World Food Books is a book shop in Melbourne, Australia.
The Nicholas Building
Studio 19, Level 3
37 Swanston Street
FRI 12-7 PM
SAT 12-4 PM
& OPEN BY APPOINTMENT
MAIL ORDER RUNS EVERY DAY
World Food Books
PO Box 435
Theory / Essay
Architecture / Interior
Graphic Design / Typography
Fiction / Poetry
Film / Video
Sculpture / Installation
Performance / Dance / Theater
Sound / Music
Group Shows / Collections
Illustration / Graphic Art
Ceramics / Glass
Italian Radical Design / Postmodernism
"Various Works 1986 - 1999"
02 February 16 - September 10, 2016
Including: Geometry of Cakes (various shelves), 1993; Poor People’s Law (black and white plate), 1993; White Absence (glasses, ruler, set square, silver spoon, silver ladel with skin photograph and wooden cubes), 1990-1996; Exploitation of the Dead (grey and red star painting, wooden painting, black spoon with red table, red plate), 1984-1990; Money and Zeros (zero tie, paintings made for friends in Australia (Sue, John, Kerrie), numbers painting), 1991-1992; Words - Slogans (various t-shirts) - “they talk about the death of art...help! someone is trying to kill me”, “my sweet little lamb”, “work is a disease - Karl Marx”; Various artist books, catalogues, monographs, videos; Poster from exhibition Insulting Anarchy; "Circular" Croatian - Australian edition; Artist book by Vlado Martek (Dostoyevsky); more.
Thanks to Mladen Stilinović and Branka Stipančić.
Curated by Nic Tammens
March 26 - April 4, 2015
B.Wurtz works from a basement studio in his home on Manhattan’s Lower East Side.
“USDA Whole Pork Shoulder Picnic 99c lb.”
“RITE AID Pharmacy, with us it’s personal.”
“H. Brickman & Sons.”
“Sweet Yams 59c lb."
Wurtz appears courtesy of Metro Pictures, New York.
December 15 - January 20, 2014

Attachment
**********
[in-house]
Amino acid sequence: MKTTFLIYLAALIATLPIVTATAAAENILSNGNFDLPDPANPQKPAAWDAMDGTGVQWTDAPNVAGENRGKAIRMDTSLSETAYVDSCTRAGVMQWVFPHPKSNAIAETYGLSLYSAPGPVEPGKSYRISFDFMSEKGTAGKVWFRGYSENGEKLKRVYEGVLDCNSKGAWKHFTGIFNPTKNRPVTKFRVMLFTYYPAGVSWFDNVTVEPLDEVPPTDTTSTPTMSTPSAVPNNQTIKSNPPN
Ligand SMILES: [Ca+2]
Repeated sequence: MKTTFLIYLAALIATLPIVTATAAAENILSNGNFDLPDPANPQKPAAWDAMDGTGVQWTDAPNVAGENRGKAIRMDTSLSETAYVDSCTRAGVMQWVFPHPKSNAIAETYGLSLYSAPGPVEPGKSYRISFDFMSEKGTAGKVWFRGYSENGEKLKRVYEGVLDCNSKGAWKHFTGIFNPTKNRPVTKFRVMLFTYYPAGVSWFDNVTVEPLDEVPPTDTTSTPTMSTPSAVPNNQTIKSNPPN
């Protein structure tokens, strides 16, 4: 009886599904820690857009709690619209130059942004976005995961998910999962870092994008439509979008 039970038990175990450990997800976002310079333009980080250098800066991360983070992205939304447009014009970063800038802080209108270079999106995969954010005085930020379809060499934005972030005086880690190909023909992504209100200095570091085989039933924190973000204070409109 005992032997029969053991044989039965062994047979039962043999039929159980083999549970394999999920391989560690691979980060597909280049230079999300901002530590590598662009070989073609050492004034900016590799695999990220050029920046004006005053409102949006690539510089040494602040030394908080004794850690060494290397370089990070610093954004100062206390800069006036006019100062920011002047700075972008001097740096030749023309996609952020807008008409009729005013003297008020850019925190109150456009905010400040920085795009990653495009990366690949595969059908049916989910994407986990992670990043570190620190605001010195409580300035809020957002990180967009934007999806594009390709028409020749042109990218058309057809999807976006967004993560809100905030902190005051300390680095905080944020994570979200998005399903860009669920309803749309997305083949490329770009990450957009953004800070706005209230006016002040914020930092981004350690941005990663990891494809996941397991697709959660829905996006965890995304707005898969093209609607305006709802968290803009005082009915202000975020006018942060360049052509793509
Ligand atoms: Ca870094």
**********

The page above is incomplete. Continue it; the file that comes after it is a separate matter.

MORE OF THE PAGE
Organized by John Nixon, Joshua Petherick and Matt Hinkley.
at Minerva, Sydney (curated by Joshua Petherick and Matt Hinkley)
November 15 - December 20, 2014
Lewis Fidock, HR Giger, Piero Gilardi, Veit Laurent Kurz,
Cinzia Ruggeri, Michael E. Smith, Lucie Stahl, Daniel Weil, Wols
“...It contained seven objects. The slender fluted bone, surely formed for flight, surely from the wing of some large bird. Three archaic circuitboards, faced with mazes of gold. A smooth white sphere of baked clay. An age-blackened fragment of lace. A fingerlength segment of what she assumed was bone from a human wrist, grayish white, inset smoothly with the silicon shaft of a small instrument that must once have ridden flush with the surface of the skin - but the thing’s face was seared and blackened.”
William Gibson, “Count Zero”, 1986
"Autumn Projects Archive"
Curated by Liza Vasiliou
March 6 - March 15, 2014
presented by CENTRE FOR STYLE
November 14, 2013
"Hey Blinky, you say chic, I say same"
and a Very Special Thank you to Audrey Thomas Hayes for her shoe collaboration.
Janet Burchill & Jennifer McCamley
May 10 - June 8, 2013
During shop open hours videos played every hour, on the hour.
Hardcover (w. dust jacket), 168 pages, 24 x 25 cm
1st edition, Out of print title / used*,
Published by Trefoil / London
$35.00 - In stock -
First edition of this reference compilation of biographies of the most famous type designers of the 20th century. A must for every type book collection.
Since its first publication in 1987, Twentieth Century Type Designers has become a standard reference work for typographers, designers and students alike.
This book serves as an introduction to the concept of typefaces and to some of the personalities who have created them--Goudy, Rogers, Koch, Gill, Morison, Van Krimpen, Trump, Tschichold, Frutiger, Zapf and others--and places them in the context of the enormous changes that have occurred in typography.
The introduction in the 1880s of the Linotype and Monotype hot-metal composing machines, and in particular the Benton pantographic punchcutter, revolutionized the manufacture of type, and caused a flood of new typefaces. More recently, filmsetting and digital typesetting have brought new opportunities--as well as new disciplines. This book examines the conflicts arising from these technological advances, which have pitted craftsmanship against commercial interests, and forced designers to come to terms with the new creative opportunities.
Whatever motivates type designers--whether it is the practical need to create new faces for machines, the ideal of producing the perfect letter-form for our age, or whether type is designed as an offshoot of other artistic activities--their work has had a far-reaching impact on our culture.
Frederic Goudy, Bruce Rogers, Rudolf Koch, William Addison Dwiggins, Eric Gill, Victor Hammer, Stanley Morison, Hans (Giovanni) Mardersteig, Jan van Krimpen, Georg Trump, Joseph Blumenthal, Robert Hunter Middleton, Jan Tschichold, Berthold Wolpe, Roger Excoffon, Herman Zapf, Adrian Frutiger.